"There wasn’t really anything that fitted the bill as perfectly as this machine," he explains. "Its low cost made it even more out on its own. Also, we have had a long relationship with Océ: the Arizona has been a wonderful machine for us – reliable, solid and excellent quality. That meant we had a lot of trust in Océ too."

The machine was installed in October 2012 and was up and running within two and a half hours, according to Jones. With a small footprint and with front-end software already installed, he did not expect there to be any issues and he was proved right.

"It was almost just a case of unpacking it and plugging it in," he reveals. "We had some basic training, but to be honest, it is a relatively simple machine. It also comes with its own RIP software, Publisher Select, which makes it even easier. We were up and running extremely quickly."

The benefits of the machine were instantaneous. Jones says the company could suddenly print on low-cost uncoated papers at high quality and at high speeds – a must for the extensive work it produces for Odeon and theatres across the UK.

In terms of speed, Jones says Tower tends to use the machine in quality mode rather than the faster production mode.
"It is very, very quick so we have been really happy with the speed," he says. "We tend to run in quality mode, around 28m2/hr, as that is fast enough without having to put it in production mode."

While run lengths vary, Jones says an average job is around 150 A0 copies and that a job of that length can be completed in less than three hours. He adds that the quality of this job, even on low-cost papers, is extremely good.

Exceptional accuracy
"The accuracy is exceptional," he says. "One of the big benefits is that it can print on low-cost materials – but still at high quality. That is what our clients demand."

The clients also demand quick turnaround and that means the machine needs to be reliable, as well as quick. Thankfully for Jones, the ColorWave 600 delivers.

"Reliability has been very good," he explains. "Since installation, we have put 18,500m through it and we have not had any issues. As for maintenance, there is nothing we really need to do with it. It just runs and runs, and you can change the toner while you are running it. There is no downtime and that is essential."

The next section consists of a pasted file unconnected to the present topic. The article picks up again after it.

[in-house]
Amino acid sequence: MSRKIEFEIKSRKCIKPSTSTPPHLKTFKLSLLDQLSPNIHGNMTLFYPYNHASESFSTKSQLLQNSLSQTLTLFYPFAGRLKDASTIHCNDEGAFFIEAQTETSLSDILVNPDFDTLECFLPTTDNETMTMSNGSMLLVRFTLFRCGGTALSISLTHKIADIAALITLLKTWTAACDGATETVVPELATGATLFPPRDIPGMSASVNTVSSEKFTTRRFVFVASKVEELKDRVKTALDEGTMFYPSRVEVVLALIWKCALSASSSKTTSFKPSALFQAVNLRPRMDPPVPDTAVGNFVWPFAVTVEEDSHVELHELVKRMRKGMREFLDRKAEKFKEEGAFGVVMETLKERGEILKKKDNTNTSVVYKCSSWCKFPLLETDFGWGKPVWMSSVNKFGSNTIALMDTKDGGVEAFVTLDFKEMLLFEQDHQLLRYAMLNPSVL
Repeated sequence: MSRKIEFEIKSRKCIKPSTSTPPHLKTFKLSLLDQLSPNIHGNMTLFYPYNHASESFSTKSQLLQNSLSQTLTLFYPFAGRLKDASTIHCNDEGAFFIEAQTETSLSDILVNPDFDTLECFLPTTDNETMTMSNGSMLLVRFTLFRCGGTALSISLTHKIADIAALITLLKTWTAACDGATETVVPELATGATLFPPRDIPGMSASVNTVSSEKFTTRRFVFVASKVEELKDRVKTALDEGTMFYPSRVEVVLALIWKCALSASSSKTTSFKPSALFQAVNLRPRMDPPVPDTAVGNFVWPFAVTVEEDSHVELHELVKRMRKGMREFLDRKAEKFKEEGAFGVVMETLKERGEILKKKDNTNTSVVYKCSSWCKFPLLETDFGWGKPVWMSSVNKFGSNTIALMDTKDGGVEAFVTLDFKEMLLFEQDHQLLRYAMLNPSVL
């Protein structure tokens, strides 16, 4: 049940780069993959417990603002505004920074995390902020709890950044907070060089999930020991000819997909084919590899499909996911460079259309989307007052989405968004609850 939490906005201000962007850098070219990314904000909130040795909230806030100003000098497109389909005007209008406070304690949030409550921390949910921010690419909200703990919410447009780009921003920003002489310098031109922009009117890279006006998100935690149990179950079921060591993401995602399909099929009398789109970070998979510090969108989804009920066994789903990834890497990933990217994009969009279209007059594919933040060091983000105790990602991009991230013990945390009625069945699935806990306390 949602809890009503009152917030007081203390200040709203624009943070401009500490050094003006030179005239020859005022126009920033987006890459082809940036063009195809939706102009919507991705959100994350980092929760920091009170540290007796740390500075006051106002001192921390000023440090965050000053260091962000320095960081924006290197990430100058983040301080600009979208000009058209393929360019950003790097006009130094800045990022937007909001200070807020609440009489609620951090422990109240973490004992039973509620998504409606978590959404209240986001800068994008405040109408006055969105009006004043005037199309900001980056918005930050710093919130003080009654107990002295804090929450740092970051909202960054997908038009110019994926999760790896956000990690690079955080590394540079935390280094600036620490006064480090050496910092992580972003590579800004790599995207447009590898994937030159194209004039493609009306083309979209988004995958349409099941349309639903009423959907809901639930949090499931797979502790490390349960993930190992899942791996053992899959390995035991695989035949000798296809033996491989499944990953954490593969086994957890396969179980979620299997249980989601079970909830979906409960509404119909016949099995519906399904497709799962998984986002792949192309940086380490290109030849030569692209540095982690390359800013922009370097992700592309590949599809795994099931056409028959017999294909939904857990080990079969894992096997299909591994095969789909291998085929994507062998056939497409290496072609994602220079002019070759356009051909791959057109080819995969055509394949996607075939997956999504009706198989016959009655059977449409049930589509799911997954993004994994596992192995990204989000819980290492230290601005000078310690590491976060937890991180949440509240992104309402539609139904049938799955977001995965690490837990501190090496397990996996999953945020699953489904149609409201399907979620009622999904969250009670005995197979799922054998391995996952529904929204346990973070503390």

Just as essential, says Jones, is the ability to quote accurately for the work. With a click charge giving a set price per square metre, Jones says the margin of error at the quoting stage is much narrower than with other wide-format machines.

"One of the big benefits of the ColorWave is that you are paying a fixed click charge per square metre, so you know when you quote a job you are certain of your costs," he explains. "That is really important for us as a business."

Of course, the high-profile client list Tower Printing serves has more complex demands than mere efficient printing and cost effectiveness. CSR reports are now the norm at big companies and obligations to conform are sneaking up the supply chain. Thankfully, the ColorWave fits the bill here, too.

"It is a very green machine, there is no ozone and no VOCs, and you are not printing on photograde papers that cannot be recycled – that is an attraction for our customers," he says.
Overall, then, as Jones said originally, the Océ ColorWave 600 really does fulfil the application Tower Printing needed it for perfectly. He says that other printers doing similar work would be wise to invest – and adds that those doing CAD work might want to take a look, too.

"I think the machine is best suited as a poster printer for the POS market – if you do that work then you should buy this machine. That said, we have done some CAD drawings on it, so it could suit that work too," he explains.